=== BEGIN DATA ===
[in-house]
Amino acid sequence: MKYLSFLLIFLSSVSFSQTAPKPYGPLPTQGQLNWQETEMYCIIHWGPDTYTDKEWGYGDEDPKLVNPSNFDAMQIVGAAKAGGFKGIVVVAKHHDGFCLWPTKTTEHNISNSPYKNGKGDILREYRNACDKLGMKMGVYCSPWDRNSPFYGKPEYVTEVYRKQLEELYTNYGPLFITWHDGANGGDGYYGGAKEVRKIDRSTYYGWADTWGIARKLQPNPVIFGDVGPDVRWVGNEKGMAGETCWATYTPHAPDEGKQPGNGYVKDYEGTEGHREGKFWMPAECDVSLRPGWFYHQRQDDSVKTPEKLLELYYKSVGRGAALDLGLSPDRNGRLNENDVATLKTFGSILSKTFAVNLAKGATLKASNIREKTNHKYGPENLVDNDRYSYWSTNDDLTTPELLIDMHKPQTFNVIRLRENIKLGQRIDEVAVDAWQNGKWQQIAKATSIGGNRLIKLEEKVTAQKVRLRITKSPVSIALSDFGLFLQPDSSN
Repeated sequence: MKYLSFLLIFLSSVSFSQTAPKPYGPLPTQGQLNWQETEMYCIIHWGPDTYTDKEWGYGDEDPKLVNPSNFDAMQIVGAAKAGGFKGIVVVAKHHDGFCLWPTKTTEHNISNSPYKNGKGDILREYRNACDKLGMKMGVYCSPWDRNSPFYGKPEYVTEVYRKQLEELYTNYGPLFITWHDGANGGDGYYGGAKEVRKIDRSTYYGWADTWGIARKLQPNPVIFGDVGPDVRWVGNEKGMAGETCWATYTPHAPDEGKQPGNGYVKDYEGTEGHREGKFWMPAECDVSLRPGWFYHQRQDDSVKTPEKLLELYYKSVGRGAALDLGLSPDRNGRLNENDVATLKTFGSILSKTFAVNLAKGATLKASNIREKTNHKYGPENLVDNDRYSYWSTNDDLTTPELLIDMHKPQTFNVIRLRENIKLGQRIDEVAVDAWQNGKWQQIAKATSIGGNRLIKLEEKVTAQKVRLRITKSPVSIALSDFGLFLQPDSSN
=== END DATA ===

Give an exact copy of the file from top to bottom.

[in-house]
Amino acid sequence: MKYLSFLLIFLSSVSFSQTAPKPYGPLPTQGQLNWQETEMYCIIHWGPDTYTDKEWGYGDEDPKLVNPSNFDAMQIVGAAKAGGFKGIVVVAKHHDGFCLWPTKTTEHNISNSPYKNGKGDILREYRNACDKLGMKMGVYCSPWDRNSPFYGKPEYVTEVYRKQLEELYTNYGPLFITWHDGANGGDGYYGGAKEVRKIDRSTYYGWADTWGIARKLQPNPVIFGDVGPDVRWVGNEKGMAGETCWATYTPHAPDEGKQPGNGYVKDYEGTEGHREGKFWMPAECDVSLRPGWFYHQRQDDSVKTPEKLLELYYKSVGRGAALDLGLSPDRNGRLNENDVATLKTFGSILSKTFAVNLAKGATLKASNIREKTNHKYGPENLVDNDRYSYWSTNDDLTTPELLIDMHKPQTFNVIRLRENIKLGQRIDEVAVDAWQNGKWQQIAKATSIGGNRLIKLEEKVTAQKVRLRITKSPVSIALSDFGLFLQPDSSN
Repeated sequence: MKYLSFLLIFLSSVSFSQTAPKPYGPLPTQGQLNWQETEMYCIIHWGPDTYTDKEWGYGDEDPKLVNPSNFDAMQIVGAAKAGGFKGIVVVAKHHDGFCLWPTKTTEHNISNSPYKNGKGDILREYRNACDKLGMKMGVYCSPWDRNSPFYGKPEYVTEVYRKQLEELYTNYGPLFITWHDGANGGDGYYGGAKEVRKIDRSTYYGWADTWGIARKLQPNPVIFGDVGPDVRWVGNEKGMAGETCWATYTPHAPDEGKQPGNGYVKDYEGTEGHREGKFWMPAECDVSLRPGWFYHQRQDDSVKTPEKLLELYYKSVGRGAALDLGLSPDRNGRLNENDVATLKTFGSILSKTFAVNLAKGATLKASNIREKTNHKYGPENLVDNDRYSYWSTNDDLTTPELLIDMHKPQTFNVIRLRENIKLGQRIDEVAVDAWQNGKWQQIAKATSIGGNRLIKLEEKVTAQKVRLRITKSPVSIALSDFGLFLQPDSSN